Spring 2007 – City Magazine |
It’s finals week at Parsons The New School for Design, and the senior fashion students–their fingers calloused, their eyes begging for a break from the satin stitching, their sketchbooks running out of blank pages–are cramming for their mid-year critique sessions. The studios in the Parsons 7th Avenue building began to get that stale, lived-in feeling a few days ago. By now, the kids have all but brought in their toothbrushes, every moment consumed by just one more finishing detail, one last round of re-sewing, a bit more sketching and sizing, and then, when a piece might finally be ready, the always delicate–oh God, I hope this isn’t a disaster–endeavor of trying on one another’s designs. At times, the scene recalls the final hours of a top-label rummage sale, with exquisite garments draping over cutting tables, bare dress forms congregating in huddles, and half-naked, flustered students rifling through hangers with exhausted haste.
It’s this kind eleventh hour panic and molar-grinding concentration that has made Project Runway, the Emmy-winning Bravo series that shoots just down the hall, a runaway success, igniting the American public’s passion for the behind-the-scenes, nitty-gritty side of fashion. Not that these students have any time to actually tune in. While the nation rooted for the underdog contestants, snickered at the vanity on display, and marveled at the ingenuity of the designs (remember that grocery store challenge?), the Parsons students were so busy sewing and studying that many of them only caught a few episodes of the three-season hit. In just a few months, these graduating seniors are poised to take a giant leap into the open jaws of a hungry fashion industry, to be cherry-picked by Calvin, Donna, and Ralph; to go the independent or mass market route; or, to try to make it on their own–somehow. So when department chair Tim Gunn enters the room and surveys their work, as he does with me doting behind him today, they don’t care that teenage girls in Kansas could pick him out of a lineup and they’re looking for more guidance than a few deadpan notes of critique or his “Make it work!” catchphrase from the show.
Almost on cue, a fire engine-red double-decker bus stops outside the window down on Fashion Avenue, a pack of tourists gawking at the mostly opaque building, Parsons’ midtown campus now a stop on the circuit. Some students say the constant buzz is distracting; others that Parsons has sold out and is losing its prestige; most don’t seem to care and are just trying to figure out the damn hemming on this skirt. Enrollment at fashion academies across the country has skyrocketed in the past two years because of the industry’s TV exposure (or is it overexposure?). Sophomore Bessie Afnaim, just a fresh face herself a year ago, says she feels the quality of the first-year students has declined. “The show has attracted too many kids who are not in touch with the industry and have no sewing experience,” she tells me.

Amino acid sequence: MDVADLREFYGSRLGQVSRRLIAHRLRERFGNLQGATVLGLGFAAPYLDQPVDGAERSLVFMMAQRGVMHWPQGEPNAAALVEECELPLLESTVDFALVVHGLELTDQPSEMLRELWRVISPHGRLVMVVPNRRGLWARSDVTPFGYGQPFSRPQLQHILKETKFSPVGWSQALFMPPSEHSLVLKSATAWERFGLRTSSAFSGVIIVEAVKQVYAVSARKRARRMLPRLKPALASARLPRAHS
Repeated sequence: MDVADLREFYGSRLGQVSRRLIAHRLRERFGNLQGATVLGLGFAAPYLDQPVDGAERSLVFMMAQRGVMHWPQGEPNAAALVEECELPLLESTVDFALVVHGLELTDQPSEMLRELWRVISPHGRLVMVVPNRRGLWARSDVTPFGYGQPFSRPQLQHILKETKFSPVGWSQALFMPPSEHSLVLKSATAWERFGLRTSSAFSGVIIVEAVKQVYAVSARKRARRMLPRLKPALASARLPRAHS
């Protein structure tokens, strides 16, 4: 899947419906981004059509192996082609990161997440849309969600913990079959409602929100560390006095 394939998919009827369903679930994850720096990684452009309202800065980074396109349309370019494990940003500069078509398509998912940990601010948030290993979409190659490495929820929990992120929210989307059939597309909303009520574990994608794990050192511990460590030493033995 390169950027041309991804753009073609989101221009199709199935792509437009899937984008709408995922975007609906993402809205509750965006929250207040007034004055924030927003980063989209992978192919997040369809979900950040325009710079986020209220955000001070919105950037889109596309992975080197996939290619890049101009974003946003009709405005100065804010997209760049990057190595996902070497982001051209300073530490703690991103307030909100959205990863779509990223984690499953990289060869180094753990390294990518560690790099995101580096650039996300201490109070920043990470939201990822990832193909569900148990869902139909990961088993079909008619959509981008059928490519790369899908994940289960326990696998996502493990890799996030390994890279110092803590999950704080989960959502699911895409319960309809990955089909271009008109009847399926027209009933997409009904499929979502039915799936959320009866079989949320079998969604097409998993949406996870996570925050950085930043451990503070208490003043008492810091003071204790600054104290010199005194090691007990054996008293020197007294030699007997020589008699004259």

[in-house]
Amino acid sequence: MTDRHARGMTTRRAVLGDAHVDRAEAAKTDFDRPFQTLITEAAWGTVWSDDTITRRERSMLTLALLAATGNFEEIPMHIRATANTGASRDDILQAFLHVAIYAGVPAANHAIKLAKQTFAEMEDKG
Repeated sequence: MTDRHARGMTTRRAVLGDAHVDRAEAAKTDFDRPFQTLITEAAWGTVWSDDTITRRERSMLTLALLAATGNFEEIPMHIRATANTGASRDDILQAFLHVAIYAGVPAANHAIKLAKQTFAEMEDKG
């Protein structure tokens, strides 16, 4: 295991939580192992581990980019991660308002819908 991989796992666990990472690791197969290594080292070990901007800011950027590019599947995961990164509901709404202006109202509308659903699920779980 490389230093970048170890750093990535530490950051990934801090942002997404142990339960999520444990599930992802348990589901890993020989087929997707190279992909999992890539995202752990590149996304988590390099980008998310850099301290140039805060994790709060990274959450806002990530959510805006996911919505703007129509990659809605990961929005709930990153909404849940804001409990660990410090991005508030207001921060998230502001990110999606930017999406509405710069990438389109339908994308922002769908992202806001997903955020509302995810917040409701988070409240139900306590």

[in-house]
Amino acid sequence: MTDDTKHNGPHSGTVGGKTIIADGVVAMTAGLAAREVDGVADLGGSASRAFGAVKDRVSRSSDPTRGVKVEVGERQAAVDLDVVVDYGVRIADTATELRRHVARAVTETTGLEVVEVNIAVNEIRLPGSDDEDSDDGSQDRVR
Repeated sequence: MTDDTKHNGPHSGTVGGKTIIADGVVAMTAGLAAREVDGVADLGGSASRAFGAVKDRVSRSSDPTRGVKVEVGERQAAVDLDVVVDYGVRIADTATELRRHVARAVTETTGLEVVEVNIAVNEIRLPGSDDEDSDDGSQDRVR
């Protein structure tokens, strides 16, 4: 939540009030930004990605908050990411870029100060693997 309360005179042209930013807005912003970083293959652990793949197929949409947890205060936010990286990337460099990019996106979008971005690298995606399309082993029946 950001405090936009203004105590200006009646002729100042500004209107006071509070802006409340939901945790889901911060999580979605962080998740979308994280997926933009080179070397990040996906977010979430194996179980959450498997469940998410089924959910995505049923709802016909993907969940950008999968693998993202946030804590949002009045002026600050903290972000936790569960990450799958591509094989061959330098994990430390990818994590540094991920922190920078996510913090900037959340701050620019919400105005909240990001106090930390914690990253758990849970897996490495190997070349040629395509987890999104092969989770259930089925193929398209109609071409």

Advanced fashion students who have watched the show are quick to point out how very different their training is from the hothouse academy that Runway portrays. Students rarely work in teams; they are always given more generous deadlines; and they design projects for a viable market: no recycled materials here, they say. They emphasize the sustained, demanding pace (and the collegial relationships) that they must keep up for four years–not just for six hectic summer weeks. And not one of them admits that they’d like to be on the show eventually. But to hear it from Gunn, the “reality” of the series isn’t far from the truth of the industry.
“There are so many parallels to Bryant Park shows,” he counters. “Say you have 48 hours to go and your knits haven’t arrived from China, what do you do?” With its quick-fire challenges, Project Runway harnesses the electricity of these last-minute scrambles, and more importantly, Gunn says, it “shows people the process behind great designing.”
As Gunn leads me around the studios, I can’t help but admire the process that’s unfolding in front of me. As a part-time faculty member in Parsons’ Arts and Design Studies division, I’ve taught plenty of students like these in my writing classes, my lessons on essay structure never quite winning over the part of their minds still lingering on the design or sketch that’s brewing in the studio. To see them here, in their natural setting, is fascinating and a bit exhilarating, a bit like doing yoga with a quarterback for four months, and then watching him throw for 300 yards and four touchdowns in the Rose Bowl.
I’ve ventured over to the fashion side of the university during this, the most hectic week of the semester, to try to get a closer glimpse at just how the students are prepared at Parsons and how they are weathering not only the “Runway Effect” but also the many other industry-wide transformations that have unfolded in the past decade. Like most design houses looking for the next Marc Jacobs, Derek Lam, or Donna Karan (all Parsons alumni), I’m in search of seniors–those who have stuck it out the longest and who are already trying to land post-graduation jobs–with something to say. If these students are the future of fashion, I wanted to know whether nearly four years after first coming to Parsons they even still wanted to be a part of that future. My first answers came from an unexpected place: the portion of the fashion world onto which Project Runway hardly ever treads.
For senior Balint Bognar, the designing process,whether mandated by Heidi Klum, Jean-Paul Gaultier, or Target, is “always a battle between your own personal taste and that of a larger consumer base.” As a menswear designer in a womenswear world, Bognar takes a more grounded, realistic position towards the industry and his own designing than some of his peers. He describes menswear as a subtle enterprise of manipulating classic details. It’s an area of fashion less driven by the fashionistas, celebrities, and red-carpet wannabes.